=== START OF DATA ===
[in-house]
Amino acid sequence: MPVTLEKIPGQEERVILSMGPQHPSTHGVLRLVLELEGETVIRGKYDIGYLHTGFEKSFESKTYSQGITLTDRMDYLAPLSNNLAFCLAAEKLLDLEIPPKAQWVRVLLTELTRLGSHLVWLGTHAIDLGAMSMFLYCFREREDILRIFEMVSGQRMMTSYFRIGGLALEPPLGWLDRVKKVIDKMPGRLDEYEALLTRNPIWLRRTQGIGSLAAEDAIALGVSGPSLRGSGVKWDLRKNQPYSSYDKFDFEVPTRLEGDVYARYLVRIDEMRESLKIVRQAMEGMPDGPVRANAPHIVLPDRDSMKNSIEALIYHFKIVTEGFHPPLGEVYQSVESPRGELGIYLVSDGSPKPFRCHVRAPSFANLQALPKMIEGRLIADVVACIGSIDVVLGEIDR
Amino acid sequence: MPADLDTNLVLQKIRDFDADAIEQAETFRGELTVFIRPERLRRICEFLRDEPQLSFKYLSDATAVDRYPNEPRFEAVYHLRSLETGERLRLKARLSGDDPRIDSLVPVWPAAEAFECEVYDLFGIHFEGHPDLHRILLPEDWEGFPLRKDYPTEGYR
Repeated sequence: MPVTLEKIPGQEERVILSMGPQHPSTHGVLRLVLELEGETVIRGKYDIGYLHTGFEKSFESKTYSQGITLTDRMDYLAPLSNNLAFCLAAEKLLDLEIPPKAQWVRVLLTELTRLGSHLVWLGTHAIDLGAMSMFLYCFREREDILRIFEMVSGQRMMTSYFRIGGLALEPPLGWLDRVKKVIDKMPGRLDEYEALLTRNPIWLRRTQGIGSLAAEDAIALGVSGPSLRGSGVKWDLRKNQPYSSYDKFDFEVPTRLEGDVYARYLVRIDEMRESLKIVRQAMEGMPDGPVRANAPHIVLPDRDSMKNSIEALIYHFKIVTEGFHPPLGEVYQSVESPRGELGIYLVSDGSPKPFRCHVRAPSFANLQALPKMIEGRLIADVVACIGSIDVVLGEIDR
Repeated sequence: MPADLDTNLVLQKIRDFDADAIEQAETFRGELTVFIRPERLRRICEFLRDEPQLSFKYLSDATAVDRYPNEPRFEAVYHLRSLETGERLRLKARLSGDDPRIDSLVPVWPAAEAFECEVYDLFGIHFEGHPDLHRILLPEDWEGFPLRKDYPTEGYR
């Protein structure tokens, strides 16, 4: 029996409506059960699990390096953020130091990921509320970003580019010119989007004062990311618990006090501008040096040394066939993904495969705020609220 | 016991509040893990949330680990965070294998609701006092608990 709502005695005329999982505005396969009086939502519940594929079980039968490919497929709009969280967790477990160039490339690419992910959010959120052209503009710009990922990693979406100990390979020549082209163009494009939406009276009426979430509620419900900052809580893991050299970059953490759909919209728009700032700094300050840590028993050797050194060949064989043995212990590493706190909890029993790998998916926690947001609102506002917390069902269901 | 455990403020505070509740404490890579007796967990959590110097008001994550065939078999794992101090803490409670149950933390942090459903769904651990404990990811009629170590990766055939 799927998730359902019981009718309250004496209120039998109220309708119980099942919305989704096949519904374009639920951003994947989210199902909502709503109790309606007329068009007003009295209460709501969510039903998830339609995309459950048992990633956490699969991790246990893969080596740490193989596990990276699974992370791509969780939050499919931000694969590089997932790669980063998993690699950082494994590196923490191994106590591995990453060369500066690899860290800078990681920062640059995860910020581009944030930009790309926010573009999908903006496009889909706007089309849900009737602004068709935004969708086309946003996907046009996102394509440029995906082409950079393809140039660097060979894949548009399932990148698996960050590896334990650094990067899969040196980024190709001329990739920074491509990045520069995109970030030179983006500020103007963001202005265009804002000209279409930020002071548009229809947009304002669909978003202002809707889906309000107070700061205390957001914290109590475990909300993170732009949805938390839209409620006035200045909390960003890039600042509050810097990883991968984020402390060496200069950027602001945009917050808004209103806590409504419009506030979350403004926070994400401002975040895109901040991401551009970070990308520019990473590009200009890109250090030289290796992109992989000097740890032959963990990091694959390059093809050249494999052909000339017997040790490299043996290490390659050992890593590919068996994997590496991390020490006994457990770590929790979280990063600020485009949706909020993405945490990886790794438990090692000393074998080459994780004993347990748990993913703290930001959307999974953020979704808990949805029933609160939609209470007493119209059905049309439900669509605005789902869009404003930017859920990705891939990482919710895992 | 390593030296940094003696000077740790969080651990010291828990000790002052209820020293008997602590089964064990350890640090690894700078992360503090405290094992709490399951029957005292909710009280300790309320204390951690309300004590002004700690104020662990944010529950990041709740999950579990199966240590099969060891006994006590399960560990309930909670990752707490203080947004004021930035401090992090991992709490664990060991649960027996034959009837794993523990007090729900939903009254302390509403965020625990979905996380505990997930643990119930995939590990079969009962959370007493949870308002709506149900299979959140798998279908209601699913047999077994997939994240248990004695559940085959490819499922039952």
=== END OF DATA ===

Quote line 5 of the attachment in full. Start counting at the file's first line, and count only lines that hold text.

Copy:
Repeated sequence: MPADLDTNLVLQKIRDFDADAIEQAETFRGELTVFIRPERLRRICEFLRDEPQLSFKYLSDATAVDRYPNEPRFEAVYHLRSLETGERLRLKARLSGDDPRIDSLVPVWPAAEAFECEVYDLFGIHFEGHPDLHRILLPEDWEGFPLRKDYPTEGYR